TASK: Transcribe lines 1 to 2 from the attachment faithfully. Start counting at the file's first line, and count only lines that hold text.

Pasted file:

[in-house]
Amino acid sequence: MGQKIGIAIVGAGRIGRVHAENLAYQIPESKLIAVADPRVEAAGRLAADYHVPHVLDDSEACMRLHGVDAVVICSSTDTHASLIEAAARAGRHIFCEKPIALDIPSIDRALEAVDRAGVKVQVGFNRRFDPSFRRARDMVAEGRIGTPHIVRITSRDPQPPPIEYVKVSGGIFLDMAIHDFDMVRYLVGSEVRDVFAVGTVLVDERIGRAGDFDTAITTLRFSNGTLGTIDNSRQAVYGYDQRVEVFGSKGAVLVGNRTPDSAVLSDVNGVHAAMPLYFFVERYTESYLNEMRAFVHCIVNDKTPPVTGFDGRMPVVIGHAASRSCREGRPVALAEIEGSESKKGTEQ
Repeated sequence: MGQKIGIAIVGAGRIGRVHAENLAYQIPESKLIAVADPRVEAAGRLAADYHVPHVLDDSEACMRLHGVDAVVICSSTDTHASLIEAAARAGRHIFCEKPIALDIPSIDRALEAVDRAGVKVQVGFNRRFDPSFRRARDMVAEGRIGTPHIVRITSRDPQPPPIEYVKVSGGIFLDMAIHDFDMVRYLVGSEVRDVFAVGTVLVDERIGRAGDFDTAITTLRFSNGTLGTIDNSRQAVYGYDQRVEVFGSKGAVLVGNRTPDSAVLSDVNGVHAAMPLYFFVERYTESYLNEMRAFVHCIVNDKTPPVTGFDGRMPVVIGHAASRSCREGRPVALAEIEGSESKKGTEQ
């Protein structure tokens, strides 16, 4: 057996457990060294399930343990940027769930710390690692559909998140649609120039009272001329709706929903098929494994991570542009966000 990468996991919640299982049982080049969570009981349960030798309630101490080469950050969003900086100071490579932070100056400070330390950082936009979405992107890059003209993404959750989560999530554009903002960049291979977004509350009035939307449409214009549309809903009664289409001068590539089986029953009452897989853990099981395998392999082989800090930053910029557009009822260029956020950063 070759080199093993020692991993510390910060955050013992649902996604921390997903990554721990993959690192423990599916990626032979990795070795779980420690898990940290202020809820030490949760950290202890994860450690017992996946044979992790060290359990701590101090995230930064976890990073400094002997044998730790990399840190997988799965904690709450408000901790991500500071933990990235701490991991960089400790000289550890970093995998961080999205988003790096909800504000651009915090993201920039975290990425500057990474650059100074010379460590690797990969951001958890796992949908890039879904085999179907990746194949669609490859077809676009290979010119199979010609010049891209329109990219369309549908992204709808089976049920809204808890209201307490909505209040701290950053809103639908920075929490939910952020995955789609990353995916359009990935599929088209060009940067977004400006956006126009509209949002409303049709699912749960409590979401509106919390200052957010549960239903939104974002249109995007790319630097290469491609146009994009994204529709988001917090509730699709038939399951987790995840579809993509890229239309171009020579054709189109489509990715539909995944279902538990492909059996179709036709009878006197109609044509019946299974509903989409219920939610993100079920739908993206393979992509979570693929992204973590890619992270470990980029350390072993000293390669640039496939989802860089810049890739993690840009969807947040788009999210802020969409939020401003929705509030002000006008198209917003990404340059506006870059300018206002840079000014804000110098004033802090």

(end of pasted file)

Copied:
[in-house]
Amino acid sequence: MGQKIGIAIVGAGRIGRVHAENLAYQIPESKLIAVADPRVEAAGRLAADYHVPHVLDDSEACMRLHGVDAVVICSSTDTHASLIEAAARAGRHIFCEKPIALDIPSIDRALEAVDRAGVKVQVGFNRRFDPSFRRARDMVAEGRIGTPHIVRITSRDPQPPPIEYVKVSGGIFLDMAIHDFDMVRYLVGSEVRDVFAVGTVLVDERIGRAGDFDTAITTLRFSNGTLGTIDNSRQAVYGYDQRVEVFGSKGAVLVGNRTPDSAVLSDVNGVHAAMPLYFFVERYTESYLNEMRAFVHCIVNDKTPPVTGFDGRMPVVIGHAASRSCREGRPVALAEIEGSESKKGTEQ